'The Good Fight' Season 4 Episode 6 Review: Adrian and Liz navigate dangerous waters around trans issues
The episode sees Adrian and Liz argue a court case that hinges on a trans woman's right to compete, and thigns get uncomfortable, fast
Spoilers for 'The Good Fight' Season 4 Episode 6 'The Gang Offends Everyone'
Both 'The Good Wife' and 'The Good Fight' used court cases to navigate difficult conversations about societal issues, but lately the show's portrayed those difficult conversations through, well, actual conversation. Debates have been held out of court amongst the show's characters, and the show strayed from its case-of-the-week format taking precedence. This episode sees a return to form, and skates very thin ice as Adrian Boseman (Delroy Lindo) tries to balance his political ambitions with his legal career.
Adrian has been offered the DNC's support for a Presidential run in the 2024 election. He's not expected to win, but just being offered the platform obviously means a lot to Adrian, and that is immediately reflected in his work - he wants to be seen an advocate for racial issues. The politics of his legal case quickly turn against him, however, as a court case about an Olympic swim team quickly turns from one about race to one about trans issues.
Where the last episode gave us the first clear victory in a while, this episode mires Reddick, Boseman & Lockhart right back into the moral question of just how far a lawyer must go in defense of their client. The show is very aware of how sensitive an issue it is covering as it attempts to show all possible angles for a legal case about whether or not a trans woman has an unfair advantage over cisgender women athletes.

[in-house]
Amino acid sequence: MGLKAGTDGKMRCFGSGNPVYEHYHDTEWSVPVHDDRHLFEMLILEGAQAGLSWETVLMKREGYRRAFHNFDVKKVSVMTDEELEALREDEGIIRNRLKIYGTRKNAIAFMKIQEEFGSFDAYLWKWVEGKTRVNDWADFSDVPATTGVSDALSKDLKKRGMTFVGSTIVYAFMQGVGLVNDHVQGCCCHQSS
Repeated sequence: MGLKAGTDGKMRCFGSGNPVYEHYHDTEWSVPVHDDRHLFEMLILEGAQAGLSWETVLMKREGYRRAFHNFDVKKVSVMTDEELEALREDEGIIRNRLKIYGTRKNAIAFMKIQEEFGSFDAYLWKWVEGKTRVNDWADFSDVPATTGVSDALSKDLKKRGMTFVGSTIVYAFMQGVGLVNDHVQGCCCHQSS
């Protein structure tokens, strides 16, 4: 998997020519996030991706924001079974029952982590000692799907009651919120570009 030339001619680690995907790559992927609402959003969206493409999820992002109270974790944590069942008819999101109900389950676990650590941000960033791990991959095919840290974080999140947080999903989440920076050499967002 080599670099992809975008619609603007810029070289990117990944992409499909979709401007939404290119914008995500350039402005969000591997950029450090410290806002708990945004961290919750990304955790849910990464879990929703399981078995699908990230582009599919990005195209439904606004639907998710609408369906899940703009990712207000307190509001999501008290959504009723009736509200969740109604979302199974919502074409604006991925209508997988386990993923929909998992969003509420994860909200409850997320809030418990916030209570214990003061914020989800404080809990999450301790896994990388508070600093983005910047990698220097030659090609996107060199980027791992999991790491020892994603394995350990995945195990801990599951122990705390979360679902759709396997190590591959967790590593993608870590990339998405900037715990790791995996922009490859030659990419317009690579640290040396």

The show makes excellent use of Judge Josh Brickner (Rob Reiner) as someone deeply ignorant of the technicalities involving the issue for those who might not be aware of them. Brickner's ignorance falls just short of prejudice in his willingness to learn and helps illustrate just how difficult a decision it is he has to make.
The case does show all rational sides to the argument, and brings up an important point - as much as it would be great to leave political and personal sentiments out of a debate, it's just not possible. The episode also brings back into focus how difficult it is to completely root for a lawyer protagonist - there may be the occasional clean win, as in the last episode, but a lot of their cases are them laying out technicalities that might not be morally defensible but are legally so.
Ultimately, the letter of the law is clear - even when the politics surrounding it or not. That legality cuts both ways - while it may protect some, it can harm those it doesn't take into account.
There is a lot that the law cannot take into account, which is where the continuing thread of Memo 618 comes in. We're introduced to the delightful Linda Shuck (Rachel Dratch), who explains how Memo 618 has been used as a placeholder to protect the rich and powerful by allowing them to act on laws that have not yet been created. There are many situations that the law falls short of being able to properly cover - and while the powerful use that to their advantage, everyone is forced to accept unhappy rulings due to possibly unjust technicalities.
It's a brilliantly written episode, in the ways it navigates a very tricky conversation, and it's something that 'The Good Fight' has not had nearly enough of. While its satire always makes for an entertaining watch, it's difficult debates like this, and their unsatisfying conclusions, that truly elevate the show. 'The Gang Offends Everyone' is an uncomfortable episode - and it absolutely needs to be.
The next episode of 'The Good Fight' airs May 29, on CBS All Access.